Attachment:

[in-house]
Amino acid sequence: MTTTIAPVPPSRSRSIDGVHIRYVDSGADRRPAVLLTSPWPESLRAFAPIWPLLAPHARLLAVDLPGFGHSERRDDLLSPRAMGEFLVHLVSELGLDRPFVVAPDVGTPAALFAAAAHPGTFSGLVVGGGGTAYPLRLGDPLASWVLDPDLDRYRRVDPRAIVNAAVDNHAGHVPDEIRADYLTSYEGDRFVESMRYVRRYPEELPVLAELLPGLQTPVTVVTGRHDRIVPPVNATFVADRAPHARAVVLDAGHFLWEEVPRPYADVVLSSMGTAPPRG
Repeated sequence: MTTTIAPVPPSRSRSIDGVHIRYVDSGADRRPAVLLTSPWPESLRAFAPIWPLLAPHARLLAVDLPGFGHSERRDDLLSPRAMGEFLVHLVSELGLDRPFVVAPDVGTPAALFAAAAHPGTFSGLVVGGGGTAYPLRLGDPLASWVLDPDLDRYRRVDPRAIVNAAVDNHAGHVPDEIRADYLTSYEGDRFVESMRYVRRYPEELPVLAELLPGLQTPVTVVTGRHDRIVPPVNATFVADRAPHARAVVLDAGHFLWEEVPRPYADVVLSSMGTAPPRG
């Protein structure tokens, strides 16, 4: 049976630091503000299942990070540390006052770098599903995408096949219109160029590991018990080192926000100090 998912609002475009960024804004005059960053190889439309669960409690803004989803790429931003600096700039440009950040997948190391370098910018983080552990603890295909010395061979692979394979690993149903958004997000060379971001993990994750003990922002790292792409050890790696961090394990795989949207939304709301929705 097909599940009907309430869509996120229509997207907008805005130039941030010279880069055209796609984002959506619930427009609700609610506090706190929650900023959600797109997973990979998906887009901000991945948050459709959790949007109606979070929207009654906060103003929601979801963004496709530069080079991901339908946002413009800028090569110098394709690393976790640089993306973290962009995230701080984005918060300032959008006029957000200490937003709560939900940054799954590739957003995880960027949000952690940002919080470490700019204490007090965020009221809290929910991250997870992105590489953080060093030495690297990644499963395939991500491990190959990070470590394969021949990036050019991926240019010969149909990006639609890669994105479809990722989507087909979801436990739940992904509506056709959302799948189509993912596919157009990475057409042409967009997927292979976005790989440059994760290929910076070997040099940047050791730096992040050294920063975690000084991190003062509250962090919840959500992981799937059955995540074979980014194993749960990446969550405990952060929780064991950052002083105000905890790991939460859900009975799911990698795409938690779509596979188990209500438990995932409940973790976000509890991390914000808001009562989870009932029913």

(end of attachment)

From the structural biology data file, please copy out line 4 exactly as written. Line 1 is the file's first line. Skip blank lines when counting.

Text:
């Protein structure tokens, strides 16, 4: 049976630091503000299942990070540390006052770098599903995408096949219109160029590991018990080192926000100090 998912609002475009960024804004005059960053190889439309669960409690803004989803790429931003600096700039440009950040997948190391370098910018983080552990603890295909010395061979692979394979690993149903958004997000060379971001993990994750003990922002790292792409050890790696961090394990795989949207939304709301929705 097909599940009907309430869509996120229509997207907008805005130039941030010279880069055209796609984002959506619930427009609700609610506090706190929650900023959600797109997973990979998906887009901000991945948050459709959790949007109606979070929207009654906060103003929601979801963004496709530069080079991901339908946002413009800028090569110098394709690393976790640089993306973290962009995230701080984005918060300032959008006029957000200490937003709560939900940054799954590739957003995880960027949000952690940002919080470490700019204490007090965020009221809290929910991250997870992105590489953080060093030495690297990644499963395939991500491990190959990070470590394969021949990036050019991926240019010969149909990006639609890669994105479809990722989507087909979801436990739940992904509506056709959302799948189509993912596919157009990475057409042409967009997927292979976005790989440059994760290929910076070997040099940047050791730096992040050294920063975690000084991190003062509250962090919840959500992981799937059955995540074979980014194993749960990446969550405990952060929780064991950052002083105000905890790991939460859900009975799911990698795409938690779509596979188990209500438990995932409940973790976000509890991390914000808001009562989870009932029913």